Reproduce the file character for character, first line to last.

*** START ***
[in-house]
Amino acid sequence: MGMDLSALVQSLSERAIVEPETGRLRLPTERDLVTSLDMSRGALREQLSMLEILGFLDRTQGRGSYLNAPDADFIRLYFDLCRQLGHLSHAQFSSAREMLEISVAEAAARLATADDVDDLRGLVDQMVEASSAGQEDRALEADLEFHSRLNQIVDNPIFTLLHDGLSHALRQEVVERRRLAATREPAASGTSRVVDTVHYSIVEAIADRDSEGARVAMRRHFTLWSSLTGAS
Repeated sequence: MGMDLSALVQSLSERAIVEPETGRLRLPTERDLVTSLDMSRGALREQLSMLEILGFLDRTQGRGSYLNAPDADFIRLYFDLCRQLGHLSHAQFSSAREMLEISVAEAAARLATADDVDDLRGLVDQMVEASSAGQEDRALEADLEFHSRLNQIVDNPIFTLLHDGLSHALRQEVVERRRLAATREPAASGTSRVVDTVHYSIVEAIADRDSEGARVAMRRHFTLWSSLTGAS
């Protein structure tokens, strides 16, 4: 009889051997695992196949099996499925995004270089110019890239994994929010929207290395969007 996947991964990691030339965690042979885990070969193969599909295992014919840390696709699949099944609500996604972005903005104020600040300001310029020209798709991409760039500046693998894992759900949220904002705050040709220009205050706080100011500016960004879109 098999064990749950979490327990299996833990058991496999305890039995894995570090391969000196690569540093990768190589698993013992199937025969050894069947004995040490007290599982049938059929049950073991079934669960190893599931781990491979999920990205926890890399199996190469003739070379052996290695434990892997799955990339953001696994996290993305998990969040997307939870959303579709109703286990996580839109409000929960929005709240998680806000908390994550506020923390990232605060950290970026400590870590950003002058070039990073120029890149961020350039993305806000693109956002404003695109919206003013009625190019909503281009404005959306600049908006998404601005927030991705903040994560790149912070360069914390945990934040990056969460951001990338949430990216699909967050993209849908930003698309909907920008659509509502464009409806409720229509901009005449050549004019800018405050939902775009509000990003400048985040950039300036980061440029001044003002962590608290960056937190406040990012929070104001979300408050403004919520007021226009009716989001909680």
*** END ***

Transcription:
[in-house]
Amino acid sequence: MGMDLSALVQSLSERAIVEPETGRLRLPTERDLVTSLDMSRGALREQLSMLEILGFLDRTQGRGSYLNAPDADFIRLYFDLCRQLGHLSHAQFSSAREMLEISVAEAAARLATADDVDDLRGLVDQMVEASSAGQEDRALEADLEFHSRLNQIVDNPIFTLLHDGLSHALRQEVVERRRLAATREPAASGTSRVVDTVHYSIVEAIADRDSEGARVAMRRHFTLWSSLTGAS
Repeated sequence: MGMDLSALVQSLSERAIVEPETGRLRLPTERDLVTSLDMSRGALREQLSMLEILGFLDRTQGRGSYLNAPDADFIRLYFDLCRQLGHLSHAQFSSAREMLEISVAEAAARLATADDVDDLRGLVDQMVEASSAGQEDRALEADLEFHSRLNQIVDNPIFTLLHDGLSHALRQEVVERRRLAATREPAASGTSRVVDTVHYSIVEAIADRDSEGARVAMRRHFTLWSSLTGAS
């Protein structure tokens, strides 16, 4: 009889051997695992196949099996499925995004270089110019890239994994929010929207290395969007 996947991964990691030339965690042979885990070969193969599909295992014919840390696709699949099944609500996604972005903005104020600040300001310029020209798709991409760039500046693998894992759900949220904002705050040709220009205050706080100011500016960004879109 098999064990749950979490327990299996833990058991496999305890039995894995570090391969000196690569540093990768190589698993013992199937025969050894069947004995040490007290599982049938059929049950073991079934669960190893599931781990491979999920990205926890890399199996190469003739070379052996290695434990892997799955990339953001696994996290993305998990969040997307939870959303579709109703286990996580839109409000929960929005709240998680806000908390994550506020923390990232605060950290970026400590870590950003002058070039990073120029890149961020350039993305806000693109956002404003695109919206003013009625190019909503281009404005959306600049908006998404601005927030991705903040994560790149912070360069914390945990934040990056969460951001990338949430990216699909967050993209849908930003698309909907920008659509509502464009409806409720229509901009005449050549004019800018405050939902775009509000990003400048985040950039300036980061440029001044003002962590608290960056937190406040990012929070104001979300408050403004919520007021226009009716989001909680």